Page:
The eurozone economy saw a solid end to 2015, with robust growth leading employers to take on extra staff at the fastest rate for just over four-and-a-half years. Output prices meanwhile continued to fall.
The Markit Eurozone PMI® dipped from 54.2 in November to 54.0 in December according to the preliminary ‘flash’ reading, but remained well above the 50.0 level. The expansion seen in December was sufficient to complete the strongest quarter of growth recorded by the survey for four-and-a-half years.
Manufacturing output rose at the fastest rate in 20 months, and outpaced the expansion in services activity for the first time in over a year. Services activity continued to rise solidly, albeit at the weakest pace since September.
Both sectors reported that further encouraging growth of new business led to ongoing job creation, pushing the overall rate of employment growth to the highest since May 2011.
With the survey recording the largest increase in backlogs of work since May 2011, companies look likely to continue to raise staffing levels to meet demand in coming months.
Business confidence for the year ahead rose to a four-month high in the service sector, resulting in a notably stronger hiring trend. Service sector employment showed the largest monthly gain since November 2010.
Payroll growth was more subdued in manufacturing, and eased marginally since November. Growth of factory headcounts has been stuck at a modest pace over much of the past year as producers have sought to cut costs and boost productivity.
Input costs meanwhile rose to the greatest extent seen for four months, due largely to a combination of higher import costs arising from the depreciation of the euro and some evidence of increased wages.
Prices charged fell slightly, however, with companies generally unable to pass higher costs on to customers due to intense competition.
While the PMI surveys signalled ongoing solid growth in Germany, rounding off the best quarter for one-and-a-half years, France slowed closer to stagnation. French businesses reported the weakest increase in activity since August.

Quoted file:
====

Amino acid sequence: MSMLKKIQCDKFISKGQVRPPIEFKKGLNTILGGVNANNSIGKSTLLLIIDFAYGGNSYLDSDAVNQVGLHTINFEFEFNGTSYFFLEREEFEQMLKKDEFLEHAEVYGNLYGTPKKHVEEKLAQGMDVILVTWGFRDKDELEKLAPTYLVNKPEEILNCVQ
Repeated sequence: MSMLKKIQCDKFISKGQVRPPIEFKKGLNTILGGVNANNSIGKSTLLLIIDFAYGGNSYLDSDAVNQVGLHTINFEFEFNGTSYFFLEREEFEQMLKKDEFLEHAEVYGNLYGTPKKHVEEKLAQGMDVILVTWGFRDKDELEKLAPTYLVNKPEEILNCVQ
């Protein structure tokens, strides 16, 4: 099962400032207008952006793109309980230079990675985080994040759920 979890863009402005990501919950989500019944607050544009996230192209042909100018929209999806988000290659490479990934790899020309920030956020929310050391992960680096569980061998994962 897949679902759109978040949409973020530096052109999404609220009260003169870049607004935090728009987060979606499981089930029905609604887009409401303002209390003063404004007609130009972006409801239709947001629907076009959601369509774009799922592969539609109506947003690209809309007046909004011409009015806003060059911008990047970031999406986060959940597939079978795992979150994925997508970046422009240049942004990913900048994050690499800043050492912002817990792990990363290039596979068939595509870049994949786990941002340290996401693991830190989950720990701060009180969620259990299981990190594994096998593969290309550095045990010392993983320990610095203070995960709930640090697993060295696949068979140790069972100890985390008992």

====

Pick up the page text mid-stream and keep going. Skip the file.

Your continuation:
A similar divergence was seen in relation to employment. Job creation in Germany was the joint-highest seen since September 2011, but staffing levels were unchanged in France.
Both Germany and France registered stronger overall manufacturing growth, although France continued to lag behind. Meanwhile, a combination of strong activity growth and sentiment in the German service sector contrasted with stagnation and a gloomier outlook at France service providers.
Elsewhere in the region, growth of business activity picked up to a four-month high, once again exceeding the pace of expansion seen in the two largest ‘core’ countries.
- The survey is signalling a quarterly GDP rise of 0.4%, meaning the region grew 1.5% in 2015.
- The survey data suggest GDP growth picked up in Germany during the fourth quarter, rising to 0.5% as strong domestic demand and increasing exports drove a broad-based upturn in manufacturing and services.
- It’s a different story in France, however, where the survey points to a mere 0.2% GDP rise at best in the fourth quarter, and a further slowing to near-stagnation in December bodes ill for the coming year – especially in the stalling service sector.”